These programs provide better protection of organisational assets by:
- Helping employees recognize and respond appropriately to real and potential security concerns.
- Providing fresh, updated information to keep your staff current on new risks and what to do about them.
- Making employees, contractors, and business partners aware that the data on their computers and mobile devices, USB drives, smart phones, etc. are valuable and vulnerable.
It also improves staff morale by:
- Providing information that is personally useful to your staff, such as how to avoid scams, fraud, phishing, and ID theft. Information on how to protect home PCs and how to use e-mail and the Internet safely lets employees know that your organization cares about them. Building good computing habits at home is as important as building those behaviours at work. Secure computing habits will transfer across environments.
- Rewarding good security behaviours and those who stand up for security. Recognition for doing something well boosts morale.
It saves money by:
- Reducing the number and extent of information security breaches. The sooner a breach is identified, the lower the cost of addressing it will be. Direct costs (e.g., cost to recover data lost or altered during an incident, cost to notify customers of breaches, fines for non-compliance) and indirect costs (e.g., lost customers, lost productivity, time spent investigating/resolving breaches and hoaxes) will decrease.
- Providing savings through coordination and measurement of all security awareness, training, and educational activities while reducing duplication of efforts.
It provides the organization a competitive advantage and protects reputation and brand by:
- Showing customers that the organization cares about protecting its information. The goodwill that Johnson and Johnson received when management made a decision to protect customers by pulling Tylenol off the shelves when some packages were found to contain poison was enormous.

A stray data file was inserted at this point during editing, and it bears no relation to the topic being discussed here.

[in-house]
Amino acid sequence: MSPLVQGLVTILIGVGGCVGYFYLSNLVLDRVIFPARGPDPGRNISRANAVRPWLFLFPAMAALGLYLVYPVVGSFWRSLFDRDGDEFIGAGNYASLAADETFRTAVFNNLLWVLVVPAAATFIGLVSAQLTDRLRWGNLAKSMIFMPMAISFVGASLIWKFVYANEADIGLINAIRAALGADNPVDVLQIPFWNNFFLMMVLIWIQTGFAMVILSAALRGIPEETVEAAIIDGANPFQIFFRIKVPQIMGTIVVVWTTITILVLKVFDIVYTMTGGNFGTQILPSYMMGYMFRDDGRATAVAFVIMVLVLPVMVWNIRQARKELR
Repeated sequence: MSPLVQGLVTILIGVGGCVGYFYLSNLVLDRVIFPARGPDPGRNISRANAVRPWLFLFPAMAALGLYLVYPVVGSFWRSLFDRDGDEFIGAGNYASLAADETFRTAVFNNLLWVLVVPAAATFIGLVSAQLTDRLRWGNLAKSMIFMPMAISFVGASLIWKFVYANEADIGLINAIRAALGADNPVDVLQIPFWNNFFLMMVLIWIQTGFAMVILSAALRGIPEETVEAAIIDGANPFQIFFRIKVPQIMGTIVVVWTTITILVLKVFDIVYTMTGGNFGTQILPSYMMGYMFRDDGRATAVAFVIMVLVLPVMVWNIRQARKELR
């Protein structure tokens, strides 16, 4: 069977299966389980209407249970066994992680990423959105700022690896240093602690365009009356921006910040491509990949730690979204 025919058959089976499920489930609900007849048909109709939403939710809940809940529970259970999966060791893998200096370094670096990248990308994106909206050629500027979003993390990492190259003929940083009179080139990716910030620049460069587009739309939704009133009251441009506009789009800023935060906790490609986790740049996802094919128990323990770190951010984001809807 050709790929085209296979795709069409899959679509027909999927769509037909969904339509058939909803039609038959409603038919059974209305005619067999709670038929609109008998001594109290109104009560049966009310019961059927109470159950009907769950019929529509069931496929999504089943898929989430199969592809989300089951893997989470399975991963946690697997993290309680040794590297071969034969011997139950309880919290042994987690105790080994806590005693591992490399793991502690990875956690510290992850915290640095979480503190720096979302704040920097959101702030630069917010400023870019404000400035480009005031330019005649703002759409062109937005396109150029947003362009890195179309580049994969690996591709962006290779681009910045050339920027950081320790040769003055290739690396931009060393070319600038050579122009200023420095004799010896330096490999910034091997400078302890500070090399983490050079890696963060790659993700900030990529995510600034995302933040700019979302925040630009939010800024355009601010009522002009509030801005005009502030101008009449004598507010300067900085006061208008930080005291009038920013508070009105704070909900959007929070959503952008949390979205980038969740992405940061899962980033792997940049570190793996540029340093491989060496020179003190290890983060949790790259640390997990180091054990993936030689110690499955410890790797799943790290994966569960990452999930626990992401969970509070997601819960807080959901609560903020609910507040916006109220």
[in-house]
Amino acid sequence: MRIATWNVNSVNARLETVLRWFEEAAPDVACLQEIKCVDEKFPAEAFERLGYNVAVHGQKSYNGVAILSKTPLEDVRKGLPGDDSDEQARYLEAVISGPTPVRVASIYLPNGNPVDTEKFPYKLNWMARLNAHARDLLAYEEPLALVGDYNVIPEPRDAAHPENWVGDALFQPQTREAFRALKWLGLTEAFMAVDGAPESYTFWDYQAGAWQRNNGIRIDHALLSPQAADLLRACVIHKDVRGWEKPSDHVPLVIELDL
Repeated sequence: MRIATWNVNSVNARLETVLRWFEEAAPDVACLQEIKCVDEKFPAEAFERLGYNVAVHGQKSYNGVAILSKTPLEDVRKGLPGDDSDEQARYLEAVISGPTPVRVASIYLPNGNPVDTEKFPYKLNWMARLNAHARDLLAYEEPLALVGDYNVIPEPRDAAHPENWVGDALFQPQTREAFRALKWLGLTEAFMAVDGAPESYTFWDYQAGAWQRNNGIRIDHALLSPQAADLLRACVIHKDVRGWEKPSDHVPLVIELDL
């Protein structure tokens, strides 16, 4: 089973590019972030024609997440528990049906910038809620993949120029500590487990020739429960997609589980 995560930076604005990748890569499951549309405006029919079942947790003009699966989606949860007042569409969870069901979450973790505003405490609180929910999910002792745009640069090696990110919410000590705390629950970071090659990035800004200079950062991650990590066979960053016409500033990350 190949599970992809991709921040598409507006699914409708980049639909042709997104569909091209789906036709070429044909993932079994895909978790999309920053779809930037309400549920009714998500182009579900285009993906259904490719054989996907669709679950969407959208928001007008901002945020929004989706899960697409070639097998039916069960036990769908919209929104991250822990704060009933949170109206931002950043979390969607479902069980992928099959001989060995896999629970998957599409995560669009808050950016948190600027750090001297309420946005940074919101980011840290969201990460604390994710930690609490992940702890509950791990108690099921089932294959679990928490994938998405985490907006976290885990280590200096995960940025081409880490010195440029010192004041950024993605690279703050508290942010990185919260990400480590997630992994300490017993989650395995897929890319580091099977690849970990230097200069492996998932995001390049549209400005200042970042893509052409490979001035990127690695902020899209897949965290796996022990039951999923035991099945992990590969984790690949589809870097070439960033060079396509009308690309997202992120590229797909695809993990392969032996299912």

- Preventing the negative press that can result from security breaches, especially in light of the upcoming mandatory breach legislation.
It protects customer and corporate information by:
- Building a culture of security competence. Motivated employees, contractors, and consultants improve their behaviour and incorporate security concerns into their decision making.
It reduces the potential for fines by:
- Improving overall compliance with your organization’s information security policies, procedures, standards, and checklists.
It reduces the potential for lawsuits by:
- Demonstrating a corporate concern for security and a process for ensuring that the workforce will provide adequate protection for information assets entrusted to its care.
It reduces executives’ exposure to prosecution by:
- Ensuring that they understand that they are legally responsible for the integrity of the organization’s information assets.
- Demonstrating management’s commitment to secure information resources.
- Allowing the organization to comply with regulations that require information security awareness and privacy training
It facilitates legal action against noncompliant staff by:
- Documenting the requirements and individual’s acknowledgment of the organization’s security policies.